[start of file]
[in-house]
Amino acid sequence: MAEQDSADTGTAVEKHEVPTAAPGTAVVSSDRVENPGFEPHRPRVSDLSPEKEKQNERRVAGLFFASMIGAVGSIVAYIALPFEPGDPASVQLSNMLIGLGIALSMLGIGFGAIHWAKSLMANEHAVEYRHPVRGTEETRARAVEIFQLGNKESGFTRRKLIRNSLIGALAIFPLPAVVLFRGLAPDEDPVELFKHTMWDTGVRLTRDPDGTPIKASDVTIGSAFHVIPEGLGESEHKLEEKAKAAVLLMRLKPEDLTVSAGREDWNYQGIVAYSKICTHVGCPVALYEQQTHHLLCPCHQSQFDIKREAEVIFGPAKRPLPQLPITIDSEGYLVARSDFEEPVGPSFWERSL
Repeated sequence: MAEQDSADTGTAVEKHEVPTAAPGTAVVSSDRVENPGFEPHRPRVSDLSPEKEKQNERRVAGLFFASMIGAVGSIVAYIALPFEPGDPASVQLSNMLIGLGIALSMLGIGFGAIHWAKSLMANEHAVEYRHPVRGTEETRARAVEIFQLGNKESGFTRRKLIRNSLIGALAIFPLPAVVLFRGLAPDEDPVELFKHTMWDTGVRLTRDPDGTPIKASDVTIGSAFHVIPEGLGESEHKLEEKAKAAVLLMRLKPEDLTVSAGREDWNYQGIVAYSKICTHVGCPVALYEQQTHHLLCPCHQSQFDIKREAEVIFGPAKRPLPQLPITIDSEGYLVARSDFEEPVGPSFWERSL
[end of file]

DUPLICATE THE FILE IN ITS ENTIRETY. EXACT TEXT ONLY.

[in-house]
Amino acid sequence: MAEQDSADTGTAVEKHEVPTAAPGTAVVSSDRVENPGFEPHRPRVSDLSPEKEKQNERRVAGLFFASMIGAVGSIVAYIALPFEPGDPASVQLSNMLIGLGIALSMLGIGFGAIHWAKSLMANEHAVEYRHPVRGTEETRARAVEIFQLGNKESGFTRRKLIRNSLIGALAIFPLPAVVLFRGLAPDEDPVELFKHTMWDTGVRLTRDPDGTPIKASDVTIGSAFHVIPEGLGESEHKLEEKAKAAVLLMRLKPEDLTVSAGREDWNYQGIVAYSKICTHVGCPVALYEQQTHHLLCPCHQSQFDIKREAEVIFGPAKRPLPQLPITIDSEGYLVARSDFEEPVGPSFWERSL
Repeated sequence: MAEQDSADTGTAVEKHEVPTAAPGTAVVSSDRVENPGFEPHRPRVSDLSPEKEKQNERRVAGLFFASMIGAVGSIVAYIALPFEPGDPASVQLSNMLIGLGIALSMLGIGFGAIHWAKSLMANEHAVEYRHPVRGTEETRARAVEIFQLGNKESGFTRRKLIRNSLIGALAIFPLPAVVLFRGLAPDEDPVELFKHTMWDTGVRLTRDPDGTPIKASDVTIGSAFHVIPEGLGESEHKLEEKAKAAVLLMRLKPEDLTVSAGREDWNYQGIVAYSKICTHVGCPVALYEQQTHHLLCPCHQSQFDIKREAEVIFGPAKRPLPQLPITIDSEGYLVARSDFEEPVGPSFWERSL